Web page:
Rare 'Derecho' Storm Ravaged Washington Area

PHOTO: A car sits crushed by a fallen tree on Carrington Road in Lynchburg, Va. on July 1, 2012.
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The system of thunderstorms that ravaged the Washington, D.C., area over the weekend, leaving 1.2 million homes without power and killing at least five people, was not only destructive — it was also rare.

Known as a derecho, the string of storms combined intense lightning and rain with hurricane-force gusts as it swept from the Midwest into the mid-Atlantic Friday night. Meteorologists blamed the violent weather on the prolonged 100-plus temperatures that blanketed the eastern United States last week.

Derechos typically form when an atmospheric disturbance lifts the warm air in regions experiencing intense heat, causing thunderstorms and hurricane-force winds to develop, AccuWeather meteorologist Brian Edwards said. Traveling at an average speed of 60 miles per hour, Friday's storm took 12 hours to cover more than 700 miles before reaching the Atlantic Ocean.

By Monday, power had been restored in more than half of the homes affected by the storms in the Washington metropolitan area. But utilities predict that the roughly 660,000 homes still without power may remain so for the next several days as the heat wave continues unabated.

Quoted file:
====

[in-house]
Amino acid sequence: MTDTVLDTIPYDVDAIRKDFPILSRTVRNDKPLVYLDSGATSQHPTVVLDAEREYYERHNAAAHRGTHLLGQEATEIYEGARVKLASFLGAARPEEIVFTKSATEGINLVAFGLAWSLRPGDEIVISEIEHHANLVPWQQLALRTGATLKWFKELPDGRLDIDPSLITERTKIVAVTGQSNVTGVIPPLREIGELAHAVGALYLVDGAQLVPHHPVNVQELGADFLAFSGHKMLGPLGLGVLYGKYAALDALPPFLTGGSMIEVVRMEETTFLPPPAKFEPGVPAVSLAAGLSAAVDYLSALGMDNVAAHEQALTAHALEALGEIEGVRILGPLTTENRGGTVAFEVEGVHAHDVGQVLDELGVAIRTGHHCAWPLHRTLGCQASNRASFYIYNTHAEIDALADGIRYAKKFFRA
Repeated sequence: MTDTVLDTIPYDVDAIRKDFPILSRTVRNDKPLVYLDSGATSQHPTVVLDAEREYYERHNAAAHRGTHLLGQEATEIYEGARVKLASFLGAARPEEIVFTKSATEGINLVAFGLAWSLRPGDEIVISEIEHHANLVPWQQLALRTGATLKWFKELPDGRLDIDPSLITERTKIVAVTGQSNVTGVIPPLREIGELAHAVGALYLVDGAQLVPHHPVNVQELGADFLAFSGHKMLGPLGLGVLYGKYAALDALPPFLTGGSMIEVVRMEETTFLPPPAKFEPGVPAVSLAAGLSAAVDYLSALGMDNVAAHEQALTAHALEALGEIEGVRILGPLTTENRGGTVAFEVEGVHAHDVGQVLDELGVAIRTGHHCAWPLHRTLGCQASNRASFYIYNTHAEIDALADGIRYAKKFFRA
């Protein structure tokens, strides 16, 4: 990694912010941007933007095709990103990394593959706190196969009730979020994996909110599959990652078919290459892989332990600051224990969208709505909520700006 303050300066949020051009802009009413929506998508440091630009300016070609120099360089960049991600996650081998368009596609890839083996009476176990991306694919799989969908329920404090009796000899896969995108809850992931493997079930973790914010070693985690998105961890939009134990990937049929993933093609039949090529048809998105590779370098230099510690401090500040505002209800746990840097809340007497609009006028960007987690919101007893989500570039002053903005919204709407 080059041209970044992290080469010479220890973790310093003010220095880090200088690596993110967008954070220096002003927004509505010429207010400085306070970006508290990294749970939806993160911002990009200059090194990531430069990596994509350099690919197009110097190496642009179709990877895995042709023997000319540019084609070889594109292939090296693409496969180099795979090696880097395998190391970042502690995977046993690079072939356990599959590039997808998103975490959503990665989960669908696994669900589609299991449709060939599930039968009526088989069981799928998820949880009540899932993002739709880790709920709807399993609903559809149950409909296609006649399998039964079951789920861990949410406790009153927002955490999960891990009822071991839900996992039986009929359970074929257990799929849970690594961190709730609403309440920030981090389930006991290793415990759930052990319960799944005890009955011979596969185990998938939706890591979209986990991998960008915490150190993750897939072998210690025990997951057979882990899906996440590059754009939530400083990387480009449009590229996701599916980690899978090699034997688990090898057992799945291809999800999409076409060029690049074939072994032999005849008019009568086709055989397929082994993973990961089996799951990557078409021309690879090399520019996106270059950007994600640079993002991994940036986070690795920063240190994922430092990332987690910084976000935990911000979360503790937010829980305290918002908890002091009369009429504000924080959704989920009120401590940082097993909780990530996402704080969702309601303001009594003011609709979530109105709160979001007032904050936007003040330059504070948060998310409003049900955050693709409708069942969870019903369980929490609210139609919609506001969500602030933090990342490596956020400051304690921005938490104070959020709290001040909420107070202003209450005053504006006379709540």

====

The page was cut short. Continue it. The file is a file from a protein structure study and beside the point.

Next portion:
Ken Barber, vice president for customer solutions at Dominion Virginia Power, told ABC's affiliate WJLA that the utility is facing the "biggest non-hurricane outage in our 100 year history."

Derechos are more common in the Midwest, but the mid-Atlantic gets one derecho about every four years. University of Iowa physicist Gustavus Hinrichs coined their name in 1888, borrowing the Spanish word for "straight" because of the linear path the storms generally follow.

Derechos are harder to predict than other severe weather events, Edwards said, because forecasting tools used by most meteorologists are often unable to identify where the precise combination of factors needed to trigger a derecho will emerge.

As global temperatures rise, derechos, which can occur anywhere in the world, may become more common, said Tom Kines, a senior AccuWeather meteorologist, though he added that evidence on changes in their frequency is not yet available.

The derecho's impact was concentrated in Washington's Virginia and Maryland suburbs, but the weekend's storms rampaged from Kentucky to New Jersey and wracked the Midwest as it accumulated energy on its journey eastward.

All told, about 3 million homes lost power, 12 people lost their lives, and another 20 people were injured. The governors of Ohio, West Virginia, Maryland and Virginia, and the mayor of Washington, D.C., declared states of emergency.

Popular Internet services such as Netflix, Pinterest and Instagram were also temporary casualties of the severe weather after power went out at an Amazon data server in Virginia. Outages idled trains and caused delays at airports, frustrating travelers and commuters. In some places, emergency response systems were not working properly.

Forecasts for Monday and Tuesday predicted cooler temperatures across the Eastern Seaboard, with highs in the upper 80s and low 90s.

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